A case published in Digestive Diseases and Sciences reports on a patient with primary biliary cholangitis (PBC) who developed severe jaundice 8 weeks after abruptly discontinuing ursodeoxycholic acid (UDCA) and simultaneously starting treatment with obeticholic acid (OCA).

The patient, a 55-year-old female with PBC, had been receiving treatment with UDCA for 2 years (1500mg/day). After a liver biopsy revealed further changes consistent with PBC, OCA 5mg daily was added to her treatment regimen. However, UDCA had been inadvertently discontinued. Eight weeks later, the patient developed clinical jaundice, and a second liver biopsy revealed cholestatic hepatitis.

The patient was taken off OCA and restarted on UDCA (900mg/day), and after 4 months of UDCA monotherapy, she was reintroduced to OCA (5mg/day, increased 1 month later to 10mg/day). The authors report that she currently remains in a state of compensated cirrhosis. 

Related Articles

OCA was approved by the Food and Drug Administration in 2016 for the treatment of primary biliary cholangitis in combination with UDCA in adults with inadequate response to UDCA, or as monotherapy in adults unable to tolerate UDCA.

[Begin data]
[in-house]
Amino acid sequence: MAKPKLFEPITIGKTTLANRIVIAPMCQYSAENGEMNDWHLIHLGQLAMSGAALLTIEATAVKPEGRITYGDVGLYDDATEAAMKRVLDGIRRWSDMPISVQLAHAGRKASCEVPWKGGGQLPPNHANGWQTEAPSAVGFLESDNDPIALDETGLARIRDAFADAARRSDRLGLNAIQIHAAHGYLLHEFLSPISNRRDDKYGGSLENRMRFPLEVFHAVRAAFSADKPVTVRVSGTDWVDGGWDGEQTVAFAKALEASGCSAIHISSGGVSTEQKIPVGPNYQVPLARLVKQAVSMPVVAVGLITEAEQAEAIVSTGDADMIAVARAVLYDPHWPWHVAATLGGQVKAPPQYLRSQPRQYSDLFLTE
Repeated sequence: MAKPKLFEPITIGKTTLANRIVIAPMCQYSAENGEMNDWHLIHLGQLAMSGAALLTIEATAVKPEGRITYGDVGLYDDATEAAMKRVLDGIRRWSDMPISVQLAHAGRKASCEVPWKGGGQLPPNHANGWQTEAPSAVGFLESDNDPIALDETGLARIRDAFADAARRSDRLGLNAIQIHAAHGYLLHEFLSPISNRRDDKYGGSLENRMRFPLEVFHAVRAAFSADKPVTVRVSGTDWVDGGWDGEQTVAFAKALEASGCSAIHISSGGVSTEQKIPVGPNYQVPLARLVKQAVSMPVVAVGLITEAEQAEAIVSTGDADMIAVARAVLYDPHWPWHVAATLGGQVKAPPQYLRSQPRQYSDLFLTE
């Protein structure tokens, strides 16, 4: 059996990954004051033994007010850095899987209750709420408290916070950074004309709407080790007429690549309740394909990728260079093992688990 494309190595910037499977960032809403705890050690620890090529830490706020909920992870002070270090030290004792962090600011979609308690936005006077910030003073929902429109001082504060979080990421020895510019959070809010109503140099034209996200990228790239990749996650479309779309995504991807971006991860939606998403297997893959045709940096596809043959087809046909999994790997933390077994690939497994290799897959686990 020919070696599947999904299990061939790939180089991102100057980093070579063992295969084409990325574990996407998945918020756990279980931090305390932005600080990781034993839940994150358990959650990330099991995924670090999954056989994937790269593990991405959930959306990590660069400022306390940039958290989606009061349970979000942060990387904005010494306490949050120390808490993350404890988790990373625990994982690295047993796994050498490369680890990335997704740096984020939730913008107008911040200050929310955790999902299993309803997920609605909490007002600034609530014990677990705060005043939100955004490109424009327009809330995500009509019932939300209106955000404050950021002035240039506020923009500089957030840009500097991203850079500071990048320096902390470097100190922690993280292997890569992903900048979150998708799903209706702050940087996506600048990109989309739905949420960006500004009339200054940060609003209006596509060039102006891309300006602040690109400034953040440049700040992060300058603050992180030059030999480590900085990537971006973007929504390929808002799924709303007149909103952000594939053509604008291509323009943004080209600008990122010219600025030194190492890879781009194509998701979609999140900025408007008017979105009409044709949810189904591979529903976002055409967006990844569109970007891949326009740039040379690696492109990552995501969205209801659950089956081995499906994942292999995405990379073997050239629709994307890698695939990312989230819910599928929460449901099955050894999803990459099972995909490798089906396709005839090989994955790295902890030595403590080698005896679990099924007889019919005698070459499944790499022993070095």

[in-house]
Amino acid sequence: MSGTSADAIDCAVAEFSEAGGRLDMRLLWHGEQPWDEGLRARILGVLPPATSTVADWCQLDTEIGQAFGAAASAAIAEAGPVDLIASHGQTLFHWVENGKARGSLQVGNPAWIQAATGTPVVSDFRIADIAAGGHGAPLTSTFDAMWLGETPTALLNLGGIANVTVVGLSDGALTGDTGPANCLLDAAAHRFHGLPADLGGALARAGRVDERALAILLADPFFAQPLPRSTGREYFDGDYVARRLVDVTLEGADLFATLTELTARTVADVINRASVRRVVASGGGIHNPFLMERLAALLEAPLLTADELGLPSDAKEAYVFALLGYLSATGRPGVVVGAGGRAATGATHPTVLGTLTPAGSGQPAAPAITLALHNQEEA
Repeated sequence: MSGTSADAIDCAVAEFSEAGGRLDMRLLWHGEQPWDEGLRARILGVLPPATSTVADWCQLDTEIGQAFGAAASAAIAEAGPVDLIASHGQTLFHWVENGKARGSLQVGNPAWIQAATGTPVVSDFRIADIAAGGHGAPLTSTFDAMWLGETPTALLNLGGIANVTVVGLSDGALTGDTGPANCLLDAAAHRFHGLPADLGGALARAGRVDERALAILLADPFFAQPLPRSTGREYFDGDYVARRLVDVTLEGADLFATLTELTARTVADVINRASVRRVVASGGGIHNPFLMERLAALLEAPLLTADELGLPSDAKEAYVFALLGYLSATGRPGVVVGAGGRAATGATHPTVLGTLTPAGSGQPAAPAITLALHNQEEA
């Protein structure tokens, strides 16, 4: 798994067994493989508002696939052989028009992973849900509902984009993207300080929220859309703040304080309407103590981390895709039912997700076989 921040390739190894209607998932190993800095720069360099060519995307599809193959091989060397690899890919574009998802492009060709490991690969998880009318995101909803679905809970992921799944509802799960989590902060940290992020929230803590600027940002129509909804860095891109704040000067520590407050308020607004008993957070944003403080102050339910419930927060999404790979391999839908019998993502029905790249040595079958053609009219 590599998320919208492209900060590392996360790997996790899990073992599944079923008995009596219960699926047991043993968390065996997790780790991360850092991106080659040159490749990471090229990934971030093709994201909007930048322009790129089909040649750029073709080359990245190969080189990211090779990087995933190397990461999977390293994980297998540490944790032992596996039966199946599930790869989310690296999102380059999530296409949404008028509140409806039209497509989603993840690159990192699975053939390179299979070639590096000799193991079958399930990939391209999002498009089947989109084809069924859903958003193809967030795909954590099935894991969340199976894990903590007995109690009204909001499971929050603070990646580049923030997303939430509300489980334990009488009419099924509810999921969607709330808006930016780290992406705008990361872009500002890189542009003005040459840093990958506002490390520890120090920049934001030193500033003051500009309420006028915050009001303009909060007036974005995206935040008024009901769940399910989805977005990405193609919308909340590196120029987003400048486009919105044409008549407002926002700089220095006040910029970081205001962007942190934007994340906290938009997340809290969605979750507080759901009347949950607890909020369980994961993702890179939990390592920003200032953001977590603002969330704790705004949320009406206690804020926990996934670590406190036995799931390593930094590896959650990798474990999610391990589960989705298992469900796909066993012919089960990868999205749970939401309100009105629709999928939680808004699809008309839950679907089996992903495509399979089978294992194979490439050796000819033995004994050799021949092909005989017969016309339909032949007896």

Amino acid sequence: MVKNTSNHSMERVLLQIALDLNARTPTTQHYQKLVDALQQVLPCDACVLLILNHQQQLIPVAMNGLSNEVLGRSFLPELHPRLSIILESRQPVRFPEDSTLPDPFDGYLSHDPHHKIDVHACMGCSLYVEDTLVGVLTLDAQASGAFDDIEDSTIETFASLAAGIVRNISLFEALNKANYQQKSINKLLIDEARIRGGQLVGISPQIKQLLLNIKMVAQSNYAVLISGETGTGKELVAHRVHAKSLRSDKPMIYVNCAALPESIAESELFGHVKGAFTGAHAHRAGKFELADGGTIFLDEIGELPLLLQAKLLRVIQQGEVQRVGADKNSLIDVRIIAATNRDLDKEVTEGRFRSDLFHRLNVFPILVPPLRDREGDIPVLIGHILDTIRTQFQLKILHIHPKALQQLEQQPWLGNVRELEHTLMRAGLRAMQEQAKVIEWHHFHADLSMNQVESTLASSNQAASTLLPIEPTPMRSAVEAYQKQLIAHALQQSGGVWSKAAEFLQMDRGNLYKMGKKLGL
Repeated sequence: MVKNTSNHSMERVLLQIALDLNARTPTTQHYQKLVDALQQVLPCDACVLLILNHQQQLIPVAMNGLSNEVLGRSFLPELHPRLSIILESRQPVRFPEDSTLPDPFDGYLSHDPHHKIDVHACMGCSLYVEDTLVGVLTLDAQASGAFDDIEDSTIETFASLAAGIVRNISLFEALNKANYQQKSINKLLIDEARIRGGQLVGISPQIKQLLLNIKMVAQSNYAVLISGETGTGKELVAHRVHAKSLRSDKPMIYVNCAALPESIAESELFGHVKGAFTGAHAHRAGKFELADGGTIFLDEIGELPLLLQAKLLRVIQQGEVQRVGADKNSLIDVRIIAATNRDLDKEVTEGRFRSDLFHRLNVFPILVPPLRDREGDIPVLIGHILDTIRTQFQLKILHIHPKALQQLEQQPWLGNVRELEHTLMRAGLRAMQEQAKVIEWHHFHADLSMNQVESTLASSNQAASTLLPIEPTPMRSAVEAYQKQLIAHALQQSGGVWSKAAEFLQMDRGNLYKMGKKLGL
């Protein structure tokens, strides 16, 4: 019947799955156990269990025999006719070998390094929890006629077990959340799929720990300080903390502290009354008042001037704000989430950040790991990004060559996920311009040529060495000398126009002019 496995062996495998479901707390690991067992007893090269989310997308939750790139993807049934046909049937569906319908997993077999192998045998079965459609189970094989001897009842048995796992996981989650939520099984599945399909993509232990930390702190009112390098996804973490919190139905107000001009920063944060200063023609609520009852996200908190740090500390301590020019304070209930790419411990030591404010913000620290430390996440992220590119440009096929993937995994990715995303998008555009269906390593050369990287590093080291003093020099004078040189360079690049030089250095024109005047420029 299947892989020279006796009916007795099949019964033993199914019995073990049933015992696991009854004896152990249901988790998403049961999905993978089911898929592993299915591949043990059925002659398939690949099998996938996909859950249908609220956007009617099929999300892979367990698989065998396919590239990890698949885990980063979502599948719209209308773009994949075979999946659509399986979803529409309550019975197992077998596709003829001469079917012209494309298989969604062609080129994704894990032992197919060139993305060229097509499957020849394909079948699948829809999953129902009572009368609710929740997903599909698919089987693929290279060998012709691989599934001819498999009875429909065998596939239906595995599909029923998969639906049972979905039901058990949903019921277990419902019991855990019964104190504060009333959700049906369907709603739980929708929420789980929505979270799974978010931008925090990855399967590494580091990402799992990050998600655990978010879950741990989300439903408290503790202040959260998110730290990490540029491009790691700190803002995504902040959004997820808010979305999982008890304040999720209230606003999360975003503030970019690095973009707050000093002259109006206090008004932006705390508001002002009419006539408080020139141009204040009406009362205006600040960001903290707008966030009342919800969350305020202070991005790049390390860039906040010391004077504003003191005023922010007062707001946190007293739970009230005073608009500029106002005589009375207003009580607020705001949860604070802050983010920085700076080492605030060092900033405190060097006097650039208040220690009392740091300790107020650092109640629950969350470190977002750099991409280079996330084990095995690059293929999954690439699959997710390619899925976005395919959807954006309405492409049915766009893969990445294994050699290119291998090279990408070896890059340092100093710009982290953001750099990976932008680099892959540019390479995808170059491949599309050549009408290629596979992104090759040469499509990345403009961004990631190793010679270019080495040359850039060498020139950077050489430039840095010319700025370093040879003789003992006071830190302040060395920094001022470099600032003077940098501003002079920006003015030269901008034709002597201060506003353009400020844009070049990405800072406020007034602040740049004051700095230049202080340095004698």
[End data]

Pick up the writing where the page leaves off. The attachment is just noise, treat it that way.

Last year, the FDA released a safety communication following 8 deaths among 19 PBC patients who developed severe jaundice upon starting OCA; the deaths occurred in patients with decompensated liver disease who had received higher than recommended doses. In addition, OCA use had been associated with liver injury in some patients with mild liver disease who were receiving appropriate doses.

The authors of this case believe that the initiation of OCA and abrupt discontinuation of UDCA resulted in an “increase in hydrophobic bile acids and reduction in bile flow, ultimately causing cholestatic hepatitis.” They also note, “…it is intriguing that cholestasis worsened despite the fact that she was placed on OCA which at least theoretically should have mitigated cholestasis by increasing bile flow.”

While OCA may be approved as monotherapy for PBC, the authors believe that clinicians should make sure that patients are truly not responding to UDCA before starting treatment. “Moreover, OCA should be introduced as monotherapy only after a UDCA washout period of 3 months has passed to mirror the strategy employed in the other reported OCA trials.”

For more information visit springer.com.